The origin of the phrase “In God We Trust” is in the fourth stanza of “The Star Spangled Banner.” During the Civil War, the United States Mint began engraving the motto on its coins, testament to the justice of the Northern cause against the rebellious South. Close to a century later, on July 30, 1956, at the height of the Cold War and in response to “godless communism,” President Dwight D. Eisenhower signed the law that turned “In God We Trust” into the official motto of the United States. Since then, it has appeared on all the bills produced by the U.S. Treasury’s Bureau of Engraving and Printing.
A special Haaretz poll conducted by Dialog in honor of the 242nd Independence Day of the United States finds that if America puts its trust in God, Israel puts its trust in America. A whopping 84 percent of the Israeli public believes that if the country faced an existential military crisis, the United States would come to its aid. Confidence that Uncle Sam is a friend indeed for a friend in need spans all sectors of the Israeli public, including, to a lesser extent, Israeli Arabs. For a nation schooled in slogans such as “a people who dwell alone,” “all the world is against us” and “If I am not for myself, who will be?,” the Israeli trust in the United States is both extraordinary and remarkable.
A substantial majority of the Israeli public also believes that its alliance with the United States is eternal and will withstand the tests of time. 62 percent of Israelis believe the special relationship between the two countries will endure, compared to only 24 percent who fear it may weaken or collapse. Confidence in the U.S. is also shared across the spectrum, including Israeli Arabs, though they may see the strength of the alliance in a negative light. Only the ultra-Orthodox harbor doubts — and the gap is intriguing. Perhaps they refuse to put their trust in a government of flesh and blood, especially one of non-Jews, or they may carry stronger strains of the Jewish gene that views the treachery of nations as inevitable. Possibly they feel more comfortable with the U.S. motto “In God We Trust,” even if said God isn’t exactly the same.
The United States is the most admired country among the seven we presented, though it’s fair to say that it wasn’t much of a contest. Admiration for the U.S. neared 90 percent among all Jews but encompassed Arabs as well, albeit less enthusiastically. Next in line, surprisingly, was Argentina, possibly in a vote of sympathy for the early ejection of superstar Leo Messi and his team from the World Cup. China, we were surprised to see, came in third, ahead of France, and both are far more popular than Russia, despite the large Russian contingent in Israel and the close ties between Prime Minister Benjamin Netanyahu and Russian President Vladimir Putin. The Arabs, for their part, have positive feelings for Russia and China — but their clear favorite is France. Contrary to what you might think, there’s no love lost between Israeli Arabs and Egypt or Iran either, which, when combined with Jewish disapproval, round out the bottom of our standings. Iran garners sympathy from very few Jewish Israelis.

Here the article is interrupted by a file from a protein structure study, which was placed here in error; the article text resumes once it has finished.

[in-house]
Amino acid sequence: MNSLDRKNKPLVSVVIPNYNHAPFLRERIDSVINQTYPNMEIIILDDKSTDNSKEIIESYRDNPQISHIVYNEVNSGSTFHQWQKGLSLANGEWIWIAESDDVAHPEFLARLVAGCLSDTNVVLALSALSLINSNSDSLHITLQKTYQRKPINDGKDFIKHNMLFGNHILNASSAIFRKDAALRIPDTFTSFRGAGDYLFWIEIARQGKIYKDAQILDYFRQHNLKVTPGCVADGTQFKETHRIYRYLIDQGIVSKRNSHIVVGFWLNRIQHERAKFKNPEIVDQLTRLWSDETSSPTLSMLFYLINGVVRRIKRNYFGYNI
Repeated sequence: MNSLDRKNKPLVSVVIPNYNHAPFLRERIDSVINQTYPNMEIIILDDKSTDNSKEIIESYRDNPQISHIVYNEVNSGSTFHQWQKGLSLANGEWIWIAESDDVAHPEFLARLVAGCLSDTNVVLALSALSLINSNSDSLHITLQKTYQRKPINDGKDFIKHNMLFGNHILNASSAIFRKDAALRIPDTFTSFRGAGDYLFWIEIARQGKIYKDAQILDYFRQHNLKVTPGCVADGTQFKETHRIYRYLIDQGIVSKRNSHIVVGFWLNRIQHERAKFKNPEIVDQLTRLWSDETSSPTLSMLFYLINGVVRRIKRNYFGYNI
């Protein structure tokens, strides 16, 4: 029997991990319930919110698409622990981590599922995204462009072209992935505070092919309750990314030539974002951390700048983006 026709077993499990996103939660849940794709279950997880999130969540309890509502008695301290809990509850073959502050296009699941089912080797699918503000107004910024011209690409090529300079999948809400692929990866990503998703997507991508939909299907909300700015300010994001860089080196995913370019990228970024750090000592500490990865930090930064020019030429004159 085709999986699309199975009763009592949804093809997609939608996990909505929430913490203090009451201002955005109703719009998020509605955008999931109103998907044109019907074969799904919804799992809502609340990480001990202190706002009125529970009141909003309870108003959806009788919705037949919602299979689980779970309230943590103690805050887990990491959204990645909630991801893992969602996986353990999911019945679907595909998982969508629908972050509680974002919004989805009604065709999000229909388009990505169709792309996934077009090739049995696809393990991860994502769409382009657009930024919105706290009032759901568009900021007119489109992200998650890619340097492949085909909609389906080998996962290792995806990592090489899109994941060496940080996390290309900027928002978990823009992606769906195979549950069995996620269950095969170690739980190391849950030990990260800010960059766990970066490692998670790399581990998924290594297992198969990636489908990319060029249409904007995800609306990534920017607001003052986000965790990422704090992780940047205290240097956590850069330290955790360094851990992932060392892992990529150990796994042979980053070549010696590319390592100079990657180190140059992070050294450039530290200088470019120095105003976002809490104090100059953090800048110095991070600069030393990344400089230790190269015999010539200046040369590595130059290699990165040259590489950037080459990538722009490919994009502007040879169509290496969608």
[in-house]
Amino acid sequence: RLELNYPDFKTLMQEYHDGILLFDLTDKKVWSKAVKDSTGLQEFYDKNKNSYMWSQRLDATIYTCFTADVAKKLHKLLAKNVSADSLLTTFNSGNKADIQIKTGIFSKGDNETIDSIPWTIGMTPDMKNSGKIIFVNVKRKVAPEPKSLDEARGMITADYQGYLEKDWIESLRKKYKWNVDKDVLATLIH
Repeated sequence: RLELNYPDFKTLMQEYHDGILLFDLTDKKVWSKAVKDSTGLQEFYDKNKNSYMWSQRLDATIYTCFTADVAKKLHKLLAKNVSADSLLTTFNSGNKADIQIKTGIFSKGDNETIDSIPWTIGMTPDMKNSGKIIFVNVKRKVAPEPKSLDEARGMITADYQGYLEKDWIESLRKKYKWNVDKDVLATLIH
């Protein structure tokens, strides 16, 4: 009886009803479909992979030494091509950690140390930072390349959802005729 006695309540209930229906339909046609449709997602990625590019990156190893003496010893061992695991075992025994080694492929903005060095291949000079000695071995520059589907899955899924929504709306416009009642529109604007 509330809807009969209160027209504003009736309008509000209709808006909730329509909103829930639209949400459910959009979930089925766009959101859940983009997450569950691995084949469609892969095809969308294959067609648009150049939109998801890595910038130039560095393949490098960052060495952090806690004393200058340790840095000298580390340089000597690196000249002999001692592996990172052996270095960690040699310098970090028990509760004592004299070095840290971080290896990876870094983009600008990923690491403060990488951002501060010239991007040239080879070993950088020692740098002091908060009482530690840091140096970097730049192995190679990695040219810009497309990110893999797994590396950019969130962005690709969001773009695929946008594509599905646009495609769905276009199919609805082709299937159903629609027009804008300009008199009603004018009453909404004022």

Israel’s infatuation with America is also linked, of course, to personal contacts. 43 percent of Israelis have visited the United States, and 23 percent say they’ve done so multiple times. 17 percent of Israelis, including 30 percent of Israeli Arabs, say they have first-degree relatives — parents, children or siblings — living in the United States. 32 percent say that given the opportunity, they would like to emigrate — “move to and live” in the poll — to the United States. Young people are more attracted than their elders to the Land of Opportunity as are secular Israelis in relation to more religious ones. Only 5 percent of Haredim express any interest in moving to the goldene medina, as their forefathers dubbed it, and none of them with any great fervor, in line, perhaps, with the Rambam’s edict that going abroad is akin to idol-worship. Comparing the overall Jewish population with Israeli Arabs, the latter seem more devoted to the Palestinian principle of “sumud,” or attachment to the land. 69 percent of Israeli Arabs said they wouldn’t even consider moving to America, compared to only 31 percent equally unequivocal Jews.